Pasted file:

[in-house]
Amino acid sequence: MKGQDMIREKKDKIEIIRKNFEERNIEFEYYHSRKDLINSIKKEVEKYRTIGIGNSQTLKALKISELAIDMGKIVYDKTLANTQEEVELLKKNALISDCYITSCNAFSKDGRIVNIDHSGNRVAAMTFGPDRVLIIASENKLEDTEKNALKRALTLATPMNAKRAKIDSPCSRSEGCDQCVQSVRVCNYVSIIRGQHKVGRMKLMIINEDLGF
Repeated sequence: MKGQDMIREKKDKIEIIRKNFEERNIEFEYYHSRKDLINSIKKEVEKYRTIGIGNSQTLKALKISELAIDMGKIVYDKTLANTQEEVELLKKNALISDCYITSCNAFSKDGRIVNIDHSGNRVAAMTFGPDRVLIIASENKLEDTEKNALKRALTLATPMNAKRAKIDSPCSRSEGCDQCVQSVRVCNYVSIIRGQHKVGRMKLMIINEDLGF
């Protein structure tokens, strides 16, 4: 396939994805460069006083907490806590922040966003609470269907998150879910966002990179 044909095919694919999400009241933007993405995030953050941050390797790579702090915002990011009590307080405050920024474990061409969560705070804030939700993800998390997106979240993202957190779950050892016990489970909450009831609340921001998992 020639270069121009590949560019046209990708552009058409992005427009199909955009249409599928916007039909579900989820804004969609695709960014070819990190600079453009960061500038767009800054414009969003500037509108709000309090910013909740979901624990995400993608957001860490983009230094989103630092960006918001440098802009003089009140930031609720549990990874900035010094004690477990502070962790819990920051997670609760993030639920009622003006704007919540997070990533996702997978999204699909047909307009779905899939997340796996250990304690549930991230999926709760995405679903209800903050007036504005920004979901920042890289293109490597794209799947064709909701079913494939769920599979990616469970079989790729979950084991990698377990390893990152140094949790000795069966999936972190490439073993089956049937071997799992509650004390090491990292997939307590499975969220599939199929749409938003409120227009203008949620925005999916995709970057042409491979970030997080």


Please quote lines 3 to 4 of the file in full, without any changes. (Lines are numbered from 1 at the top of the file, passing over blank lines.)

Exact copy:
Repeated sequence: MKGQDMIREKKDKIEIIRKNFEERNIEFEYYHSRKDLINSIKKEVEKYRTIGIGNSQTLKALKISELAIDMGKIVYDKTLANTQEEVELLKKNALISDCYITSCNAFSKDGRIVNIDHSGNRVAAMTFGPDRVLIIASENKLEDTEKNALKRALTLATPMNAKRAKIDSPCSRSEGCDQCVQSVRVCNYVSIIRGQHKVGRMKLMIINEDLGF
């Protein structure tokens, strides 16, 4: 396939994805460069006083907490806590922040966003609470269907998150879910966002990179 044909095919694919999400009241933007993405995030953050941050390797790579702090915002990011009590307080405050920024474990061409969560705070804030939700993800998390997106979240993202957190779950050892016990489970909450009831609340921001998992 020639270069121009590949560019046209990708552009058409992005427009199909955009249409599928916007039909579900989820804004969609695709960014070819990190600079453009960061500038767009800054414009969003500037509108709000309090910013909740979901624990995400993608957001860490983009230094989103630092960006918001440098802009003089009140930031609720549990990874900035010094004690477990502070962790819990920051997670609760993030639920009622003006704007919540997070990533996702997978999204699909047909307009779905899939997340796996250990304690549930991230999926709760995405679903209800903050007036504005920004979901920042890289293109490597794209799947064709909701079913494939769920599979990616469970079989790729979950084991990698377990390893990152140094949790000795069966999936972190490439073993089956049937071997799992509650004390090491990292997939307590499975969220599939199929749409938003409120227009203008949620925005999916995709970057042409491979970030997080």